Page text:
Some cases of hemochromatosis in newborns evolve so fast that the accumulation of iron in the liver can lead to death before birth or not long afterwards. These cases are rare and research indicates that the cause may not be genetic, but may be related to the mother’s immune system, which attacks the baby’s liver cells. This makes the condition a secondary hemochromatosis.
Secondary iron overload
Secondary iron overload is an accumulation of iron caused by other conditions. It can be caused by different situations and is not considered a hemochromatosis, although there may be similar symptoms.
In these cases it can be cured since it is only an accumulation of iron caused by external influence. The elimination of this influence also eliminates the accumulation of metal in the body.
Primary hemochromatosis is caused by genetics. The human body is formed by 23 pairs of chromosomes, forming a total of 46 individual chromosomes, of which 22 pairs define our appearance and all the characteristics of our body, while the last pair defines our biological gender.
When an egg is fertilized by a sperm, 23 chromosomes of the man join 23 chromosomes of the woman to form the 46 of the child. If there is an error in any of these genes, it is possible that there is a genetic condition.
When a disease is recessive it is necessary that the 2 genes of a pair are affected by the disease. However, when it is dominant , a single chromosome with the mutation can cause the disease.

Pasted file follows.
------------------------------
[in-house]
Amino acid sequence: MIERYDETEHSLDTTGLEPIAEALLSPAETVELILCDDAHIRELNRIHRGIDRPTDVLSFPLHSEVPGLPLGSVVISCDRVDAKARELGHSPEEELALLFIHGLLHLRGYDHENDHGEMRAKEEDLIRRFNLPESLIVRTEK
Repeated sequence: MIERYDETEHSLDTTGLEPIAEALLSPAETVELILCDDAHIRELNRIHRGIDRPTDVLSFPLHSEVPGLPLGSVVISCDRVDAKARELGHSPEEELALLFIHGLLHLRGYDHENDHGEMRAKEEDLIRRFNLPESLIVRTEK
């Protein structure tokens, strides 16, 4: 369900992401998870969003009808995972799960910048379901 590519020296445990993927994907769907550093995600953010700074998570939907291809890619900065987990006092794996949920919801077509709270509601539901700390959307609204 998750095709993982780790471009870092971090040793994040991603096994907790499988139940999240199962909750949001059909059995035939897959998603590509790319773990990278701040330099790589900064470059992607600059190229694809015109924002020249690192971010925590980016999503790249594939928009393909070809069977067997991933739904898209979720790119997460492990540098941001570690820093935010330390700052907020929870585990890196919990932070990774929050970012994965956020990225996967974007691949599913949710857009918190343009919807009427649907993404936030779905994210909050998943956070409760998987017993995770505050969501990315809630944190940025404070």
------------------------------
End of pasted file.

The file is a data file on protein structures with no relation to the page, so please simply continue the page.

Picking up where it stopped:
This is the case of hemochromatosis types 1, 2 and 3, which can be transmitted to children with only one parent having the disease. For type 4 to pass to the child, both parents need to have type 4 hemochromatosis.
Acquired iron overload
When iron overload is acquired during life and not genetic, it is called iron overload, which can be secondary. This means that it is caused by another condition. Among the conditions are:
- Iron-carrying anemias;
- Major thalassemia;
- Sideroblastic anemia;
- Chronic hemolytic anemia;
- Dietary iron overload (African);
- Parenteral iron overload (including polytransfusion);
- Prolonged hemodialysis;
- Chronic liver disease;
- Hepatitis C;
- Alcoholic liver disease;
- Non-alcoholic steatohepatitis;
- Porphyria cutanea tarda;
- Dysmetabolic iron overload syndrome;
- Neonatal iron overload.
Most of these causes are unable to bring the condition to the level of iron accumulation of a hereditary hemochromatosis.
Here we will deal exclusively with the risk group for hereditary hemochromatosis . To find out if there is a risk of you getting acquired hemochromatosis, just look at the “Causes” topic above. The risk of acquiring the secondary version of the disease depends on the cause and it is temporary, disappearing when the cause arises.
In hereditary hemochromatosis, the disease is genetic.